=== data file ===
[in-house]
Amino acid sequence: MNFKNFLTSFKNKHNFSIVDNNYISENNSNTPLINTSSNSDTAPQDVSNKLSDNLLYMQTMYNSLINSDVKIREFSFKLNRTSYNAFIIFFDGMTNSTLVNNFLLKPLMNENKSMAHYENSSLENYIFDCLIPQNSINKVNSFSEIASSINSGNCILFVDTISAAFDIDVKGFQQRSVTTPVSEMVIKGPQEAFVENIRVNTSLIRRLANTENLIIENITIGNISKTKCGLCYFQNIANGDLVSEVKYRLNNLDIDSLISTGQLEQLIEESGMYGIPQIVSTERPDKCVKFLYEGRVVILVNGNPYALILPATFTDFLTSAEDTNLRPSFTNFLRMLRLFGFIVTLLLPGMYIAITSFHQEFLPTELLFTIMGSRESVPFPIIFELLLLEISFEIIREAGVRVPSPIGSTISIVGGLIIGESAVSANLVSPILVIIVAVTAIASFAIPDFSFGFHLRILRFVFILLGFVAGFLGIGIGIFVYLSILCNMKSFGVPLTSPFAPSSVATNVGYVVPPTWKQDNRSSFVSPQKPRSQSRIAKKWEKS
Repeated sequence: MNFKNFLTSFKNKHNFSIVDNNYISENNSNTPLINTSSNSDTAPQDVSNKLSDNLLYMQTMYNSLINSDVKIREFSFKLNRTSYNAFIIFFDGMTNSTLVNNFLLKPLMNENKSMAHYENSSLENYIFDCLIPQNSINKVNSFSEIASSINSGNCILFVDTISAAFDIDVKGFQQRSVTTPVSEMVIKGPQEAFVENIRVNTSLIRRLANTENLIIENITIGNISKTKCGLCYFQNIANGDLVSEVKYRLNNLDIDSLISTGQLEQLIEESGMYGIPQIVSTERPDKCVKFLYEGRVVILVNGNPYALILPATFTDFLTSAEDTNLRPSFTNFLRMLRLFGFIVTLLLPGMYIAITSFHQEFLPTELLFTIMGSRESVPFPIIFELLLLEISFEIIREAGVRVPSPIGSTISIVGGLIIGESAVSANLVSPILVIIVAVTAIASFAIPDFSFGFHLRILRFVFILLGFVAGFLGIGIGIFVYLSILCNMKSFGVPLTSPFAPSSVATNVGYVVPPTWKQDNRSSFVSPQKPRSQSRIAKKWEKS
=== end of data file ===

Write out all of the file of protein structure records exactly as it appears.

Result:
[in-house]
Amino acid sequence: MNFKNFLTSFKNKHNFSIVDNNYISENNSNTPLINTSSNSDTAPQDVSNKLSDNLLYMQTMYNSLINSDVKIREFSFKLNRTSYNAFIIFFDGMTNSTLVNNFLLKPLMNENKSMAHYENSSLENYIFDCLIPQNSINKVNSFSEIASSINSGNCILFVDTISAAFDIDVKGFQQRSVTTPVSEMVIKGPQEAFVENIRVNTSLIRRLANTENLIIENITIGNISKTKCGLCYFQNIANGDLVSEVKYRLNNLDIDSLISTGQLEQLIEESGMYGIPQIVSTERPDKCVKFLYEGRVVILVNGNPYALILPATFTDFLTSAEDTNLRPSFTNFLRMLRLFGFIVTLLLPGMYIAITSFHQEFLPTELLFTIMGSRESVPFPIIFELLLLEISFEIIREAGVRVPSPIGSTISIVGGLIIGESAVSANLVSPILVIIVAVTAIASFAIPDFSFGFHLRILRFVFILLGFVAGFLGIGIGIFVYLSILCNMKSFGVPLTSPFAPSSVATNVGYVVPPTWKQDNRSSFVSPQKPRSQSRIAKKWEKS
Repeated sequence: MNFKNFLTSFKNKHNFSIVDNNYISENNSNTPLINTSSNSDTAPQDVSNKLSDNLLYMQTMYNSLINSDVKIREFSFKLNRTSYNAFIIFFDGMTNSTLVNNFLLKPLMNENKSMAHYENSSLENYIFDCLIPQNSINKVNSFSEIASSINSGNCILFVDTISAAFDIDVKGFQQRSVTTPVSEMVIKGPQEAFVENIRVNTSLIRRLANTENLIIENITIGNISKTKCGLCYFQNIANGDLVSEVKYRLNNLDIDSLISTGQLEQLIEESGMYGIPQIVSTERPDKCVKFLYEGRVVILVNGNPYALILPATFTDFLTSAEDTNLRPSFTNFLRMLRLFGFIVTLLLPGMYIAITSFHQEFLPTELLFTIMGSRESVPFPIIFELLLLEISFEIIREAGVRVPSPIGSTISIVGGLIIGESAVSANLVSPILVIIVAVTAIASFAIPDFSFGFHLRILRFVFILLGFVAGFLGIGIGIFVYLSILCNMKSFGVPLTSPFAPSSVATNVGYVVPPTWKQDNRSSFVSPQKPRSQSRIAKKWEKS